Harmful Mold: The Scene’s Internal Oppressions

Punk’s most celebrated icons have long been largely white and male figures—from The Ramones to The Sex Pistols to The Descendants, the punk rock stage has been constructed as a white, male space. Not only is this idea of a punk performer’s demographic not an accurate representation of the participants in the subculture’s origins or modern offshoots, it’s not conducive to punk’s central ideologies.

The image of the punk rocker as a white man is, first of all, a product of a misleading historiography. It should go without saying that punk rock has always had figures of a wide range of races, ethnicities, sexualities, and genders.

This is a sort of violence done upon the history of the subculture that works to further marginalize anyone who is not a white, straight, cisgender man. That violence has lasting and powerful implications upon our little “scene,” which, whether you think it’s “punk” or not, is at least a descendant of that genre and culture.

I want to note that I am a white, straight, cisgender man—I have no position to speak personally about structural, institutional, and cultural oppression because of race, gender, or sexuality (I recommend that you seek out and open yourself up to these voices and perspectives). But I do have the position to point out the shortcomings that we as a subculture have fallen into, which, through a lack of challenging my own consumption and celebration of punk musicians, I have played a part in creating.

The punk subculture rose out of a need for young people to rebel against the structure of the culture they had been forced into. I argue that this is still true for the emo/alternative/punk scene we find ourselves in, except that our qualms with normalcy are less directed at the government and capitalism and more pointed toward our everyday interactions and personal experiences.

For this reason, the idea that the dominant voice in this scene would be from a straight white male perspective is directly antithetical to the ideology we claim. Because we (straight cisgender white men) do not face everyday systematic oppression.

So, why is it important who the dominant voice is? Well, part of becoming a safer scene is being an open scene—and being “open” to everybody isn’t something that just happens by saying over and over again that we are open. In the end, it’s the fans who run things—we put bands on stages, in a manner of speaking.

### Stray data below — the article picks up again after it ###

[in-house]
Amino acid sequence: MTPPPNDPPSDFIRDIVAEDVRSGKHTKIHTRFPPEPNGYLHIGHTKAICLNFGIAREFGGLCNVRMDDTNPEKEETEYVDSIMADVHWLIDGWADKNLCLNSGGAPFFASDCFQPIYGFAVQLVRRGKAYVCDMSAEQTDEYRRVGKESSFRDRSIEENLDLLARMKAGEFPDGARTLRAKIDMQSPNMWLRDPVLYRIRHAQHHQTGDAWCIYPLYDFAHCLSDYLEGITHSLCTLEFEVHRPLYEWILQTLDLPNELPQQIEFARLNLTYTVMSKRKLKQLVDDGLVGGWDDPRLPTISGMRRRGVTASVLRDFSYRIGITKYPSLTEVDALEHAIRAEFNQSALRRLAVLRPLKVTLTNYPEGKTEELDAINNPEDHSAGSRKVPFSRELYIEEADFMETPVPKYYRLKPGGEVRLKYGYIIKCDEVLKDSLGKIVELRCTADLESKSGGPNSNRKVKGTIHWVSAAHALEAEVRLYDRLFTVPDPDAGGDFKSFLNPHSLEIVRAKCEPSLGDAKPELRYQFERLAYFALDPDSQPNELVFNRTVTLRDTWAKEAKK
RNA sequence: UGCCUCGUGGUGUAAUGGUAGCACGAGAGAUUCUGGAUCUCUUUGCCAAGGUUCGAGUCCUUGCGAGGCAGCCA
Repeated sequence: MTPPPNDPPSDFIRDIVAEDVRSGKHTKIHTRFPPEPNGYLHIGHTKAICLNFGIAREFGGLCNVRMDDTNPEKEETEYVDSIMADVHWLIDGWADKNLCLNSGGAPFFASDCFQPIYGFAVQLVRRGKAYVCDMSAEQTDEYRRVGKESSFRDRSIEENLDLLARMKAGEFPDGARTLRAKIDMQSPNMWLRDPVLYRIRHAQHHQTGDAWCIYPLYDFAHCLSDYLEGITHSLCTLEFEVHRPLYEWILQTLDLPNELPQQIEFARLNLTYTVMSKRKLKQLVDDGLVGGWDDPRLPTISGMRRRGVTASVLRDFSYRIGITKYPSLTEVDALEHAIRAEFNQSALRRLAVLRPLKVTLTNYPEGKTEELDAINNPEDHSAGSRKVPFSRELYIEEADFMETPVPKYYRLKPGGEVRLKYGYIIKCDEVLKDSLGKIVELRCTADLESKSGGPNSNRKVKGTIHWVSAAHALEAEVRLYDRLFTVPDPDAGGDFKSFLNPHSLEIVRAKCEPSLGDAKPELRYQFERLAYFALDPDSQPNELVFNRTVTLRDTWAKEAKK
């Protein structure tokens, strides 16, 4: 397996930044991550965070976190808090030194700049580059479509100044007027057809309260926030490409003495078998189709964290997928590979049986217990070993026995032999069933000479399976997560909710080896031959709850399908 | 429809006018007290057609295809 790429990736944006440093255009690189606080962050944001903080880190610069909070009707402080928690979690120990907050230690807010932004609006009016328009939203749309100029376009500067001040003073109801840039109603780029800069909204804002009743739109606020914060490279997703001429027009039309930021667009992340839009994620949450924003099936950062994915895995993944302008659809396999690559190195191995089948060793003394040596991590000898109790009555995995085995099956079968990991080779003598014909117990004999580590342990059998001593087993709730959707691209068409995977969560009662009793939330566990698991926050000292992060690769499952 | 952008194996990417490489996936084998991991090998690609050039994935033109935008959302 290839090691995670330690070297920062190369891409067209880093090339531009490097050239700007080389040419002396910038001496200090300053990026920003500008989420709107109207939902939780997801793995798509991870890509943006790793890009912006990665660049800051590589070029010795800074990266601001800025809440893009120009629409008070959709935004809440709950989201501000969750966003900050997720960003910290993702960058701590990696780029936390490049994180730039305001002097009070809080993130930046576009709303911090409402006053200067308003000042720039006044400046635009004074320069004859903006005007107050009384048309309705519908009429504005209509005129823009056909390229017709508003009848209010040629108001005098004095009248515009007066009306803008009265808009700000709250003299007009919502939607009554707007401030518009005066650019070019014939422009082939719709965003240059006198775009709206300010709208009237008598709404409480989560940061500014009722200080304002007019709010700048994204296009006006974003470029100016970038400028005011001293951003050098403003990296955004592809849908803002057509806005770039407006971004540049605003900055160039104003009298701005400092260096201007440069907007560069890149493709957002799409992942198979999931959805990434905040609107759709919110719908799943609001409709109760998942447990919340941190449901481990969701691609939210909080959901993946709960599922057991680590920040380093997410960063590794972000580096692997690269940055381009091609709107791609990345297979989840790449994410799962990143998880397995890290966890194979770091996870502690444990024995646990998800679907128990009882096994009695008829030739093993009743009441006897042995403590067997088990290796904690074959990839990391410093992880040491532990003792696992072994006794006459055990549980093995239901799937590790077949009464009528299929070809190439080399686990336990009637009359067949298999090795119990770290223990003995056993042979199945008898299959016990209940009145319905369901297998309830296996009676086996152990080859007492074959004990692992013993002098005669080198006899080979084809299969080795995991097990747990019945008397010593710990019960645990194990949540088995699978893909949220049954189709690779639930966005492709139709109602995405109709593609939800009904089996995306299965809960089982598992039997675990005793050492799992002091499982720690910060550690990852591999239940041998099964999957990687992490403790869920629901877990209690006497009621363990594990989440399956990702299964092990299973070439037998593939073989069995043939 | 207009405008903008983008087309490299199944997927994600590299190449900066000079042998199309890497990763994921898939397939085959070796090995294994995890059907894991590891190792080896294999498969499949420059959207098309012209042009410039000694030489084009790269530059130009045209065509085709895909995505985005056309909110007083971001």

As such, we all have a responsibility to do our best to have a balanced representation, because representation begets representation. We have to seek out bands who reflect perspectives and positions which we may not hold. Because punk is supposed to be a community for change, a platform for the marginalized youth.

So, when selecting a new band to listen to, it’s important and relevant to think of the artist’s subject position—whose voices have been quelled and marginalized and whose have not?

It should also be noted that, as members of a community for change, we have a responsibility to hear and do our best to understand these perspectives. I said in my last piece that the kids in front of the stage will soon be standing on that stage.

More importantly, the kids in front of the stage will soon be (or already may be) making the decisions that will affect change on our culture as a whole. Punk is a youth-based movement—will we let a new generation of fans enter the subculture with a prescribed, whitewashed, heteronormative view of a punk rocker, or will we do our best to break that harmful mold?


I would like to note that I am a white male, not in the position to speak personally on oppression within this scene, and I would like to take this opportunity to amplify the voices of those who have spoken out about this and whose voices are more important than my own on this subject:

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Author: Jordan Walsh

University of Tampa Words+Music

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